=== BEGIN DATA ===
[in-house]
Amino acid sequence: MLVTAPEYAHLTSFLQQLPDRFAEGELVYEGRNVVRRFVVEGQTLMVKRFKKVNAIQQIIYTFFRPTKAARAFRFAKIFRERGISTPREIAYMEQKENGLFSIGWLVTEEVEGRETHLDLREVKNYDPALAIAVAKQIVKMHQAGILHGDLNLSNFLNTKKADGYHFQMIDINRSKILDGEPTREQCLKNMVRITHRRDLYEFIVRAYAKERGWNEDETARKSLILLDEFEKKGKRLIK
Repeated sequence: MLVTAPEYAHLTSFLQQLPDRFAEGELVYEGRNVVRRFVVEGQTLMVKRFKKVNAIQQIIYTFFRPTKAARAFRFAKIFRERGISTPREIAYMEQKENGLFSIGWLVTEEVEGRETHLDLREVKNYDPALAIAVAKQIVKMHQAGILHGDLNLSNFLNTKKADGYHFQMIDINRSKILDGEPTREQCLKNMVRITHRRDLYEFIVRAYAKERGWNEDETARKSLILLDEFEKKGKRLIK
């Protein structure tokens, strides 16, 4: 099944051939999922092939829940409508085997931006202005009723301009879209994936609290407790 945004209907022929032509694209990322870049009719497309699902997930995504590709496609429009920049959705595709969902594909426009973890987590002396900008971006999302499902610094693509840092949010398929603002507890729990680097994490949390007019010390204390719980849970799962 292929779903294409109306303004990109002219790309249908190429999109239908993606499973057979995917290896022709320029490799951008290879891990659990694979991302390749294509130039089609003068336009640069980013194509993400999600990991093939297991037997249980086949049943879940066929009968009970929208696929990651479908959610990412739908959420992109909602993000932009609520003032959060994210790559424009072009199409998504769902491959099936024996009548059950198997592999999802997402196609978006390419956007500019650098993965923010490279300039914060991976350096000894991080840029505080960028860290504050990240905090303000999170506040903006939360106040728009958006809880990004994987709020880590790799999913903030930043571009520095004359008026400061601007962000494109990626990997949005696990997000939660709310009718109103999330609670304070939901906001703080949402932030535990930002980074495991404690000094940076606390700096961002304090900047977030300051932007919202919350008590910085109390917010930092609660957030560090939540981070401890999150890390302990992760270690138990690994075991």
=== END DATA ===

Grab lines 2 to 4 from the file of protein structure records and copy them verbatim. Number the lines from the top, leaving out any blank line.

Amino acid sequence: MLVTAPEYAHLTSFLQQLPDRFAEGELVYEGRNVVRRFVVEGQTLMVKRFKKVNAIQQIIYTFFRPTKAARAFRFAKIFRERGISTPREIAYMEQKENGLFSIGWLVTEEVEGRETHLDLREVKNYDPALAIAVAKQIVKMHQAGILHGDLNLSNFLNTKKADGYHFQMIDINRSKILDGEPTREQCLKNMVRITHRRDLYEFIVRAYAKERGWNEDETARKSLILLDEFEKKGKRLIK
Repeated sequence: MLVTAPEYAHLTSFLQQLPDRFAEGELVYEGRNVVRRFVVEGQTLMVKRFKKVNAIQQIIYTFFRPTKAARAFRFAKIFRERGISTPREIAYMEQKENGLFSIGWLVTEEVEGRETHLDLREVKNYDPALAIAVAKQIVKMHQAGILHGDLNLSNFLNTKKADGYHFQMIDINRSKILDGEPTREQCLKNMVRITHRRDLYEFIVRAYAKERGWNEDETARKSLILLDEFEKKGKRLIK
């Protein structure tokens, strides 16, 4: 099944051939999922092939829940409508085997931006202005009723301009879209994936609290407790 945004209907022929032509694209990322870049009719497309699902997930995504590709496609429009920049959705595709969902594909426009973890987590002396900008971006999302499902610094693509840092949010398929603002507890729990680097994490949390007019010390204390719980849970799962 292929779903294409109306303004990109002219790309249908190429999109239908993606499973057979995917290896022709320029490799951008290879891990659990694979991302390749294509130039089609003068336009640069980013194509993400999600990991093939297991037997249980086949049943879940066929009968009970929208696929990651479908959610990412739908959420992109909602993000932009609520003032959060994210790559424009072009199409998504769902491959099936024996009548059950198997592999999802997402196609978006390419956007500019650098993965923010490279300039914060991976350096000894991080840029505080960028860290504050990240905090303000999170506040903006939360106040728009958006809880990004994987709020880590790799999913903030930043571009520095004359008026400061601007962000494109990626990997949005696990997000939660709310009718109103999330609670304070939901906001703080949402932030535990930002980074495991404690000094940076606390700096961002304090900047977030300051932007919202919350008590910085109390917010930092609660957030560090939540981070401890999150890390302990992760270690138990690994075991």